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Re: testing and no release schedule

On Sun, Mar 28, 2004 at 06:40:02PM -0600, Steve Greenland wrote:
> On 26-Mar-04, 17:44 (CST), Adam McKenna <adam@flounder.net> wrote: 
> > There are penalties in Debian for not fulfilling one's responsibilities, just
> > like at any real job.  Yes, we can play semantic games and say 'nobody can
> > force you to do anything', but if you don't do your work at Debian you will
> > be marginalized in favor of those who do.
> Sure. But the thing is, I only signed up to maintain a few packages. 

Then do that.  But do it with the right mindset.  Debian is about releasing a
high quality operating system, not just keeping unstable up to date.

> > > Several maintainers are on the record as not caring about releases at
> > > all - unstable meets their needs.
> > 
> > But our priority is not the developers' needs.  Our priorities are our users
> > and free software.  Our users need frequent stable releases.
> Depends on the user. People with a room full of servers don't, in fact,
> want frequent stable releases.

I have a question..  Do you actually have a room full of servers?  And I'm
not talking about your bedroom or the Computer Science lab at school.  I mean
a room full of servers that an actual business depends on.  I'm not asking
this question to be derisive, I just want to know where you're coming from.

I have a room full of mission critical servers.  Several rooms, in fact, and
I don't feel how you're claiming I feel.

> security fixes coming for a couple of years on any given release.

That is for the security team to decide.  I think we can find a happy medium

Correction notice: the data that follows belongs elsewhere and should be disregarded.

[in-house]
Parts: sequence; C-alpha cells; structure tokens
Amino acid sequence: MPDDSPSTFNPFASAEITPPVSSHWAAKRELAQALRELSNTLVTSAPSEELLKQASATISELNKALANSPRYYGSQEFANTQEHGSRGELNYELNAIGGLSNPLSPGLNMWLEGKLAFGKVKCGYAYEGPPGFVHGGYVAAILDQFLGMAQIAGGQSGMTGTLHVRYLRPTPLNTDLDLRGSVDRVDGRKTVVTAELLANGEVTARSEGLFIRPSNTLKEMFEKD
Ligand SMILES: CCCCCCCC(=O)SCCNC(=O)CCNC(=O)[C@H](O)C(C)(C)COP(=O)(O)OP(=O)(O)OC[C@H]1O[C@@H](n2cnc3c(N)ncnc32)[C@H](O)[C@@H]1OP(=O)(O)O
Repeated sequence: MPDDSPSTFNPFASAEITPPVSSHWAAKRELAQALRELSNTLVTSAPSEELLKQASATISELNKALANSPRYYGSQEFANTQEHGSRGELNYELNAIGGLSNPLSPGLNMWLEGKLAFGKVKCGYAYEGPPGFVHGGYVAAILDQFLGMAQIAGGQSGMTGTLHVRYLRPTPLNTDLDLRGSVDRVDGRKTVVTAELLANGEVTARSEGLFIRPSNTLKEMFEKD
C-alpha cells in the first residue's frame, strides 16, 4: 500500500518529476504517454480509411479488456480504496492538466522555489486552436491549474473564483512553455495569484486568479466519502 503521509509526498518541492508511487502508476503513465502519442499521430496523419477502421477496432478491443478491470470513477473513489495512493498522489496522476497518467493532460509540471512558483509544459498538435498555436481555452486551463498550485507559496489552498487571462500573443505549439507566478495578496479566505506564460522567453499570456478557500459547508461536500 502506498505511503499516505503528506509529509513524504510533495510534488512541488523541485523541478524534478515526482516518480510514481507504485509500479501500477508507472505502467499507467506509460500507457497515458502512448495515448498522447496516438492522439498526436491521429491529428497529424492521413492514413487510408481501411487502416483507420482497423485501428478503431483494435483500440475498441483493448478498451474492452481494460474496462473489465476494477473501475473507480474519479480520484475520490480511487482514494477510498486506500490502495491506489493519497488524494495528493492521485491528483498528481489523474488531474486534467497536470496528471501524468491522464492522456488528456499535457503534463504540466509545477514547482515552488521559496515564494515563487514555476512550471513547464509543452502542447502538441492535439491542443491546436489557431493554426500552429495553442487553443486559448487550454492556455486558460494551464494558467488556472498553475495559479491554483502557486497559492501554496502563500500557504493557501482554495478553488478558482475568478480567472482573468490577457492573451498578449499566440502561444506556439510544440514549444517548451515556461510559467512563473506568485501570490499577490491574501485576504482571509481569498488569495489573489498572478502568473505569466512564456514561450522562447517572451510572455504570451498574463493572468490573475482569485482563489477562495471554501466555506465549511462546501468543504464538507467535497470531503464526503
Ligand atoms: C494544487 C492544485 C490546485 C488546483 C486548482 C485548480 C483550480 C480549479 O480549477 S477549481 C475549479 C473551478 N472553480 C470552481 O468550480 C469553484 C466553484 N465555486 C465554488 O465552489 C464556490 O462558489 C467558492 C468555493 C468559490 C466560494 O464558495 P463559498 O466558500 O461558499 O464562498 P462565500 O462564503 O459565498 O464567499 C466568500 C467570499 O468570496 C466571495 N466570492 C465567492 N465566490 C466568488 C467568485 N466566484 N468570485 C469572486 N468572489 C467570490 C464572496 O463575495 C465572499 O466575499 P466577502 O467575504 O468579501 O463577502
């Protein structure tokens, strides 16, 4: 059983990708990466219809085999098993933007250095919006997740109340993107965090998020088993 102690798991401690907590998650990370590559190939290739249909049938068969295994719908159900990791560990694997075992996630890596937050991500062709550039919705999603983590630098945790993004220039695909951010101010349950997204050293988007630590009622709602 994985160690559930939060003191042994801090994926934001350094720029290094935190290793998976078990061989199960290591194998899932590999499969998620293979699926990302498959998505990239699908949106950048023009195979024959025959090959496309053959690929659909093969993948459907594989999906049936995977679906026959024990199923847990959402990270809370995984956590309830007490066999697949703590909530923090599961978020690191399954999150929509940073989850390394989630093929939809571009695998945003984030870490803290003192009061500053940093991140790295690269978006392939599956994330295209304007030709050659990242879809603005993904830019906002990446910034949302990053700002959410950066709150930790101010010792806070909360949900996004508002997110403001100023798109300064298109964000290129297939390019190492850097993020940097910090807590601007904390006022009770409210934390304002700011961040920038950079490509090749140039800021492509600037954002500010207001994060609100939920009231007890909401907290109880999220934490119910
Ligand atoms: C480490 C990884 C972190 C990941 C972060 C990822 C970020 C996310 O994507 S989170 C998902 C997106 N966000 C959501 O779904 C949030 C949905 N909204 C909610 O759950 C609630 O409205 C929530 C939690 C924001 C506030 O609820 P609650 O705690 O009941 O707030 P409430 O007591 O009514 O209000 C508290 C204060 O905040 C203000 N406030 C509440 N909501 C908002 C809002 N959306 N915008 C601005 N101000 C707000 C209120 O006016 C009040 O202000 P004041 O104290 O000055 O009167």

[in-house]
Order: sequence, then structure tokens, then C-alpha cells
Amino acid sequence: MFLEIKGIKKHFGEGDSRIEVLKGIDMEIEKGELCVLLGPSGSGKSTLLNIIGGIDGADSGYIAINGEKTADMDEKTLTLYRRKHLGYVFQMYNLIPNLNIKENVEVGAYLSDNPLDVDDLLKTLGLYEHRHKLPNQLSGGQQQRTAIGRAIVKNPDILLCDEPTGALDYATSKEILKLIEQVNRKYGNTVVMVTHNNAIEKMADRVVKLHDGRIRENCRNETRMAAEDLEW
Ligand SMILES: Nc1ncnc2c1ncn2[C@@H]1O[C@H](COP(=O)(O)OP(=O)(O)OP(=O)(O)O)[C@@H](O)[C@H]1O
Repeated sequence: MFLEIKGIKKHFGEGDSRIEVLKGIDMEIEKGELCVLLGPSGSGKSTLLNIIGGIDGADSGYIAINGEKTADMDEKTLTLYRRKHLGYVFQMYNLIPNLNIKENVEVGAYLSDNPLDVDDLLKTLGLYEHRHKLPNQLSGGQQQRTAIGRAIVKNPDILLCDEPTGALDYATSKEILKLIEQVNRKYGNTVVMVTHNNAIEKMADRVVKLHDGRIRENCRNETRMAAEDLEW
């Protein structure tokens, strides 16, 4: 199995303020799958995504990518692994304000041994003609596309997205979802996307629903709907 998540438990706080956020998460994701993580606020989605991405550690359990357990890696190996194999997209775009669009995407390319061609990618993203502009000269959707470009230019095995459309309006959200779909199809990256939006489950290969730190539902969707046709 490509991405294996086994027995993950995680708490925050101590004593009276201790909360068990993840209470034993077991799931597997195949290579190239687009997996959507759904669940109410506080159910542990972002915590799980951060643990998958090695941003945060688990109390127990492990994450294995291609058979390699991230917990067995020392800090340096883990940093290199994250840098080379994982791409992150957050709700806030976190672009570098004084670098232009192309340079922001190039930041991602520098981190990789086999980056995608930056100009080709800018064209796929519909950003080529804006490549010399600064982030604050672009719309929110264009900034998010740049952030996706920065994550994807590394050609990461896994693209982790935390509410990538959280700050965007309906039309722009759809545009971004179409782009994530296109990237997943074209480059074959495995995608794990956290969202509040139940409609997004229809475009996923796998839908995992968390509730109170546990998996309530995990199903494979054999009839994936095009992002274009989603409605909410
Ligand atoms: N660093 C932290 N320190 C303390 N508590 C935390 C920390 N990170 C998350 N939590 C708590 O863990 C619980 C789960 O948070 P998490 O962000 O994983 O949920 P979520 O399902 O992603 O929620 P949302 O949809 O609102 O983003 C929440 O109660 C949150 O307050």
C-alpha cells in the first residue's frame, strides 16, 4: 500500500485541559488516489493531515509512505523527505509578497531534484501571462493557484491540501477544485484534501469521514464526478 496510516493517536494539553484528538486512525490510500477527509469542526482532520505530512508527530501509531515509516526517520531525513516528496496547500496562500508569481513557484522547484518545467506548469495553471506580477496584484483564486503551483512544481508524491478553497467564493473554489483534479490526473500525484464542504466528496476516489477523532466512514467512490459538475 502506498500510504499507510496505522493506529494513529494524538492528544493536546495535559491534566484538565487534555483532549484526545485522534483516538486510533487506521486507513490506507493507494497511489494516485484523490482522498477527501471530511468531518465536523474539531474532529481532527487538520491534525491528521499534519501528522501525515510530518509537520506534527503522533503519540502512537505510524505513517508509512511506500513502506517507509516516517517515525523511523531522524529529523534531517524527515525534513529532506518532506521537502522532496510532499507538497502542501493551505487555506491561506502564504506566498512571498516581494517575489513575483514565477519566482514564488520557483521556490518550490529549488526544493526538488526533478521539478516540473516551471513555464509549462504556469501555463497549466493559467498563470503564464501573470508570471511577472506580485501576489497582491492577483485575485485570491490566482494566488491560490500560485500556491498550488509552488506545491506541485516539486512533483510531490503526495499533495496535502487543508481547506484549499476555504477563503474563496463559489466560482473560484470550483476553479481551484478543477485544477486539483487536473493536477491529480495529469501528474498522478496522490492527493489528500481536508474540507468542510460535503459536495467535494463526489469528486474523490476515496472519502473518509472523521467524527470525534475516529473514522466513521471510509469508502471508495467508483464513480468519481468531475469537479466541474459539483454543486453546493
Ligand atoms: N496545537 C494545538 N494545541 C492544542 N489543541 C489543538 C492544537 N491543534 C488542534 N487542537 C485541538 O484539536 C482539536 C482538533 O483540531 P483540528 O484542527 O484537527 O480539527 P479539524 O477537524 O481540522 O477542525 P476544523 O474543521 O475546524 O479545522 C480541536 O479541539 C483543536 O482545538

between a six month release cycle and a 3 year release cycle.

> > Developers who state openly that they do not care about releases are
> > in violation of the Social Contract.
> Oh, crap. There are *lots* of different kinds of users. If nothing else,
> every Debian Developer is a user. So if a certain subset of them are
> happy with unstable, what's the big deal? If all I had to deal with was
> my home desktop, I'd be happy with unstable, too.

Nothing's wrong with them being happy with unstable.  I'm happy with
unstable.  But there is a difference between being happy with unstable and
publically stating that you do not care about releases.

There's actually a word for a software product that never releases..  It's
called 'vaporware'.  I trust you've heard this term before?

If debian turns into a product that only serves the needs of its Developers,
and not its users, people will use something else and Debian will become
irrelevant.  I know some people will say they don't care if that happens.
Well, those people are only thinking about their own needs and are not
honoring the spirit of the Social Contract.


Adam McKenna  <adam@debian.org>  <adam@flounder.net>

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